• The Workings of Mind and Body (Chapter Four)
    • Adjustment and Breakdown (Chapter Thirteen)
    • Attitudes and Social Influence (Chapter Eighteen)
    • Learning and Cognitive Processes (Chapter Two)
    • Memory and Thought (Chapter Three)
    • Sensation and Perception (Chapter Five)
    • Infancy and Childhood (Chapter Eight)
    • Adolescence (Chapter Nine)
    • Adulthood and Old Age (Chapter Ten)
    • Psychological Testing (Chapter Twelve)
    • Abnormal Behavior (Chapter Fifteen)
    • Human Interaction (Chapter Seventeen)
    • Careers and Statistics (Chapter Twenty)

    FRESHMAN PYSICAL EDUCATION

    Welcome to Freshman Physical Education! This class will be divided with health into two groups. In PE you will learn the rules and the skills to a wide variety of activities. There will be a variety of units offered during the course of the year. The list below will give you an idea of the areas to be covered:

    • Physical Fitness Testing
    • Flag Football
    • Volleyball
    • Soccer
    • Weight Training
    • Basketball
    • Scotter Hockey
    • Badminton
    • Archery
    • Softball
    • Recreational Games
    • Golf

    Class Conduct

    • This class is set up so the student may relax from the classroom pressures, but certain rules and requirements are to be followed.
    • When the instructor calls the class to order by whistle or voice, the students will follow instructions.
    • There will be no horseplay during class or in the locker room areas.
    • Absolutely no gum or candy!
    • Crude language/swearing will not be tolerated.
    • A written note from parent or doctor must be given to instructor in order to be excused from participating in the class activity.
    • Tardies will follow school attendance polices.
    • All absences from class need to be made up for time missed from participation. Any written work or tests need to be made up in two days.

    WORLD HISTORY

    World History is a course designed to present history so the students can see the world in all of its relationships, rather than as a composite of isolated nations and civilizations. This course will emphasize place, time, and significance of history and the forces that shaped events of the times.

    There are seven units which divide the span of history into broad chronological periods. Within these units, are a total of 33 chapters which break into two to six sections in presenting the information needed on a certain region, civilization, or area of the world. Here is a list of some of the areas we will be covering;

    • Prehistoric Times Ancient Civilizations
    • Medieval Times Renaissance
    • Protestant Reformation Age of Enlightenment
    • Industrial Revolution Space Technology
    • The Information Age

    Throughout the course of the year, the students will be evaluated on class participation, daily assignments, quizzes, mapping projects, research papers, tests, etc... The grading scale will be based on the number of points one obtains throughout the nine weeks and semester and divided by the total number of points possible. This will give the student a percentage of the work accomplished. Please come prepared for class each day with textbook, paper, pen or pencil, completed assignments, and anything else that may be needed for that specific day.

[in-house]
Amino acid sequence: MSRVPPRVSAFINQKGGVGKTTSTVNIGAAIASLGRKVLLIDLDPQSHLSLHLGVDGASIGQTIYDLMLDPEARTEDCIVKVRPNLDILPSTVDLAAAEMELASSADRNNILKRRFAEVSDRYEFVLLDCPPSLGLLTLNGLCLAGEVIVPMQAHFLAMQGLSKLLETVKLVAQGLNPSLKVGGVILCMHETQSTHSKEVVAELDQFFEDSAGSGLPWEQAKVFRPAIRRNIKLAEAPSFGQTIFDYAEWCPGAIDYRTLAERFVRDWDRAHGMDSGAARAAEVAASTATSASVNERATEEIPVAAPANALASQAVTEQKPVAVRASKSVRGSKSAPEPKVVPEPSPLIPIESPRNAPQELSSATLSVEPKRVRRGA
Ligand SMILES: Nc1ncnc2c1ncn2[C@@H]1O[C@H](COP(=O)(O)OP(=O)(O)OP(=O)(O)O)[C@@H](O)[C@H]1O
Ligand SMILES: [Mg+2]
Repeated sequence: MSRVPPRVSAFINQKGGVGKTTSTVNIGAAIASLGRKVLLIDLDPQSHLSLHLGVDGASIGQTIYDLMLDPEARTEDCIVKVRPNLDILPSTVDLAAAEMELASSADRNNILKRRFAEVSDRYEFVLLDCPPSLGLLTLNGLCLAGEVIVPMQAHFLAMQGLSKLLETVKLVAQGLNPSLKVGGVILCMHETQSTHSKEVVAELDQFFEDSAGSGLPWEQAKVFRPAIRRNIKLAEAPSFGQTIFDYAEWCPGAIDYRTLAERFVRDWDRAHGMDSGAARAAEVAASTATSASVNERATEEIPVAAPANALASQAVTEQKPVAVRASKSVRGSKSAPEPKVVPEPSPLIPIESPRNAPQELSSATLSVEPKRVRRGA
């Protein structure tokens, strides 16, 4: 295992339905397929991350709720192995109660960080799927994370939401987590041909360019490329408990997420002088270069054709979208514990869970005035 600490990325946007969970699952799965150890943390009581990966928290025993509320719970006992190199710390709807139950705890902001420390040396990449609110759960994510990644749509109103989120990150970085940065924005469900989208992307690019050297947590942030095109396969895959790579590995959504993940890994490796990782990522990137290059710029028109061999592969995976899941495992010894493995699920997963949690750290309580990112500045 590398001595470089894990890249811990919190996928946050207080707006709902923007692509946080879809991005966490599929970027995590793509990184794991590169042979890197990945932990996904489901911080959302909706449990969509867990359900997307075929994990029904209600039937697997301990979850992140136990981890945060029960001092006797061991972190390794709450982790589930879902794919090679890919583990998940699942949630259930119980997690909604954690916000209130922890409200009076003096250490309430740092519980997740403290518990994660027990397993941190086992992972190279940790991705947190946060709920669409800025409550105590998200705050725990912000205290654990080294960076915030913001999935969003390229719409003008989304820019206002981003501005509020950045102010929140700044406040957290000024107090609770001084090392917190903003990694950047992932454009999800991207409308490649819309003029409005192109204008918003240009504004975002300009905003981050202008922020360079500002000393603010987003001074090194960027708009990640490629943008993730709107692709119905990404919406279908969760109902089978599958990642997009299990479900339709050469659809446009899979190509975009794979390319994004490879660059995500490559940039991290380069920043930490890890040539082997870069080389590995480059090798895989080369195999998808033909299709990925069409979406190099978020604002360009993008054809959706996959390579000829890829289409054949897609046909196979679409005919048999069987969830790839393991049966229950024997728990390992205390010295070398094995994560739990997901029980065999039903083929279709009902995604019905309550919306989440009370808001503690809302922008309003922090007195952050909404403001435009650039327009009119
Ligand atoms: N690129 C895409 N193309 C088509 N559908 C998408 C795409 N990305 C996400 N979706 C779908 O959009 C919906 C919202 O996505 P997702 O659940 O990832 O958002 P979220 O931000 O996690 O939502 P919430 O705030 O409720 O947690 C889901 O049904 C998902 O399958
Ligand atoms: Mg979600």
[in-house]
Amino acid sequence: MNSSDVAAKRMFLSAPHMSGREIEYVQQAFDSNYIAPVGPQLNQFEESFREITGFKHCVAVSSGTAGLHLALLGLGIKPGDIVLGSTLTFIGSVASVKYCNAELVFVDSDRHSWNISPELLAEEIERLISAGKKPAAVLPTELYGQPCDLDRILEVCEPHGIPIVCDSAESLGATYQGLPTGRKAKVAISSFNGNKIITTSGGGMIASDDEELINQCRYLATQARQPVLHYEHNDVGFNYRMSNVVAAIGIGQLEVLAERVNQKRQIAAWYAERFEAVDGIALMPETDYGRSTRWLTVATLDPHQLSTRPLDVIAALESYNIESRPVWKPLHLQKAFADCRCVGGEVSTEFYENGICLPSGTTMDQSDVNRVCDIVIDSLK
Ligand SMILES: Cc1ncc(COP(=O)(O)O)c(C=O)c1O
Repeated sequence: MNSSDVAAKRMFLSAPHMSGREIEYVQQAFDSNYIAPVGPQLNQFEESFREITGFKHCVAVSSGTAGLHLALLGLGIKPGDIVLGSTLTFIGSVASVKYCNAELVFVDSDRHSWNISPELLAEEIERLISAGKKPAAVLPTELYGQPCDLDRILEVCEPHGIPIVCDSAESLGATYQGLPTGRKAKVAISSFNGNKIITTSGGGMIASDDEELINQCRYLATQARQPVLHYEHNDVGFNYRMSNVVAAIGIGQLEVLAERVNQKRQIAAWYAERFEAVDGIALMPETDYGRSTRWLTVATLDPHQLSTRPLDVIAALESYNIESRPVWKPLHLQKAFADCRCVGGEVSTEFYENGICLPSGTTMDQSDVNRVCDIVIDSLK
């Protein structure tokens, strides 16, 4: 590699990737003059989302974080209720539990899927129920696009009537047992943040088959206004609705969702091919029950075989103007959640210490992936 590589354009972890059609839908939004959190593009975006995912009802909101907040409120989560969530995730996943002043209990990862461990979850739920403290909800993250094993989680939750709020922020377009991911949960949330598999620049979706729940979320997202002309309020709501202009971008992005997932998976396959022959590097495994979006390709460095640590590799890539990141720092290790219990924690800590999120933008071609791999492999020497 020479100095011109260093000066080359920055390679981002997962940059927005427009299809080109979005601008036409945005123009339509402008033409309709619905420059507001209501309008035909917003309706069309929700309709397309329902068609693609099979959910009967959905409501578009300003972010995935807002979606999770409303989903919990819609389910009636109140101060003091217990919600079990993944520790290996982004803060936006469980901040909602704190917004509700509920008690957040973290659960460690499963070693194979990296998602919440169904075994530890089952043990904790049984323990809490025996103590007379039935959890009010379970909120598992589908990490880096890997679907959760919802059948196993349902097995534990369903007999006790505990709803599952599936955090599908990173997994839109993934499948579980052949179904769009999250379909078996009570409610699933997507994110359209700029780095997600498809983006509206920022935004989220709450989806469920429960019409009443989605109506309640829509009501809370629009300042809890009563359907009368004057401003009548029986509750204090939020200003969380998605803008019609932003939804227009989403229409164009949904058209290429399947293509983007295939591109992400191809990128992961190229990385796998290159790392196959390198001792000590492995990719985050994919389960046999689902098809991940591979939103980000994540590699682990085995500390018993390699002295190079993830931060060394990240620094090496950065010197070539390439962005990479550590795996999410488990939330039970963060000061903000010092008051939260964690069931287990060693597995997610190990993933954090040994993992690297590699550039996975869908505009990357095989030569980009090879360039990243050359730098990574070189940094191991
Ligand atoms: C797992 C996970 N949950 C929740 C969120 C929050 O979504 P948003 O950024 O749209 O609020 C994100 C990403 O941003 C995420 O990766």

Course Objectives

    • The student will understand significant individuals, groups, ideas, and turning points in the history of the world from prehistoric times through today.
    • Students will evaluate the impact of many ancient civilizations and their practice of government (Nile River Valley, Tigris-Euphrates River Valley, China, Greece, Rome, etc....)
    • Students will understand the differences between Autocratic, Democratic, and Communistic/Socialistic types of governments.
    • Students will be able to describe many beliefs of the major religions and philosophical systems of the world and their influence on the development of societies.
    • Students will be able to explain the significance of the Renaissance and Protestant Reformation times through the accomplishments of a variety of individuals.
    • Students will be able to summarize the ideas of the Age of Enlightenment and the French Revolution.
    • Students will be able to analyze the impact of the Industrial Revolution.
    • Students will learn about the advancements in Space technology throughout the 1960's through today.
    • Students will study the advancements in technology in general. They will learn about both the positive and negative effects that technology has presented to the people of this great world we live in.
  • Daily Schedule

    1st hour = American Government

    2nd hour = American History

    3rd hour = Freshman Physical Education

    4th hour = Plan

    5th hour = Psychology

    6th hour = American History

    7th hour = AD work